I meet a lot of people who tell me that they like expecting the worst because this way, they say, they are prepared. If something good comes out, then they can be extra happy… However, if the expected bad thing happens, then they can say that they knew this would come all along and they would not be surprised.
Every time I heard this reasoning (and I heard it more times that I would like to remember), I looked at the person in front of me and thought they were crazy. I was not able to put into words what exactly disturbed me about their logic, but their theory was definitely fishy.
And then I read a book called “Daring Greatly” written by Brene Brown (if you have not read this book yet, you have to, because it is life changing). In the book, Brene is talking at a certain point about one of her panic attack moments. She was in a plane getting ready to take off and she started to recall the moments she had spent with her family before leaving on her trip. She remembers in the book how she suddenly became overwhelmed with fear that something might happen to the plane, that the flight she had taken might have a terrible accident and she would never see her family again. A PHD professor, the owner of a logical, facts oriented brain, started having illogical fears about the future…
Brene Brown explains in the book that what leads to this type of ‘dark thoughts’ is generally a fear of vulnerability. People like to expect the worst because thinking about the good things in their lives makes them feel vulnerable and overwhelmed. What if they lose all these things that give them joy? They have to be prepared!
I understood perfectly what Brene Brown was talking about. I grew up with a parent who, constantly throughout my life, found the dark side of everything. It was pathological. With such a person, you dread sharing the bad times because they make them worse. But you cannot share the good times either, because they suck the joy out of them. People like this feel in control when they start analyzing the risks and the possible downfalls of every situation. This is actually the key word here: control.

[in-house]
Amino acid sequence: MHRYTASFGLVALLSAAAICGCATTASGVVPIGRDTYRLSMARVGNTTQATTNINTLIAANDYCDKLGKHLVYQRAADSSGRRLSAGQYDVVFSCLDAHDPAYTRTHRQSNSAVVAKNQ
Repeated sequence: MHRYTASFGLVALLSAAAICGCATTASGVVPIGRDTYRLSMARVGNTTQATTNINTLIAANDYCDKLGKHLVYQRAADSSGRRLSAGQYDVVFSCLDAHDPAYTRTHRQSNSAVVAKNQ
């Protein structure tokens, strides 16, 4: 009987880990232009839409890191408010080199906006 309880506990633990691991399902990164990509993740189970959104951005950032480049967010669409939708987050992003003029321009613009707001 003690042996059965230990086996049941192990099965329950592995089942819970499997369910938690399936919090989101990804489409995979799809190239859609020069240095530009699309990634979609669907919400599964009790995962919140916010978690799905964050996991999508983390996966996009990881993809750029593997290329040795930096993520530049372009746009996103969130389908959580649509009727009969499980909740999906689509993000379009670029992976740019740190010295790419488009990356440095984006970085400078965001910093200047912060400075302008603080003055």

But here are 5 reasons why you might want to stop expecting the worst:
1 Risk management is an utopia.
Nicholas Taleb is a stock broker who became better known thanks to his books. In one of them, Taleb speaks about highly unpredictable events and about what he calls “the black swan effect”. The idea is that people give too much value to risk management. But in spite of all the calculations one might make, there are still things happening out of nowhere. Look at the crush of the stock market, for instance: a highly unexpected event that happened over night. The death of a loved one or finding out that you are suffering from a deadly disease…
These are all things that many times cannot be predicted. Why bother yourself and disturb your peace trying to envision and control a future that is so unpredictable? Know right now that you don’t have all the pieces of your future story (you will never have them). Which means that your plan is incomplete… Which means that you are kind of wasting your time…
2 You will not hurt less if you expect it to happen.
This is one thing I keep hearing people say: if I expect something to happen, then, when it happens, I’ll be ready. Ready how?… If you expect that someone you love might die, will you be less sad when that actually happens? If you expect your husband or wife to leave you, will you be more like “yeah, I am fine with it, because I always knew it would happen”?… Please, stop wasting your time and be happy!
3 Preparation does not always translate into action.
I was talking to a friend of mine about this topic some time ago. She was telling me that actually, even when the things she had expected happened, and although she had thought and prepared for them, she still did not do any of the things she had planned. So she had envisioned things in her head in a certain way, but then she did things differently. Why? Because we are never fully aware of our resources during ‘the risk managing and planning’ period. Situations change, we change, and human beings are unpredictable. For more on that, go to the next point.
4 There is no way for you to know how exactly you will react in a certain situation.
That’s right. You think you know yourself, you think you know who you are… You might be in for a surprise. Because we can never know how we will react under pressure. This is why highly prepared, highly trained people black out completely when the worst happens.
5 You can choose to manifest positive outcomes.
All manifestation and mindset coaches will tell you this: focus on what you want. If you give energy to something (and thoughts are filled with energy), it expands. What types of outcomes are you choosing to feed energetically?
So here’s the thing: life happens right now, and creating negative scenarios in your head will do nothing but poison your present. Take this time to enjoy the good in your life instead of bringing yourself down with thoughts of things that might never even happen.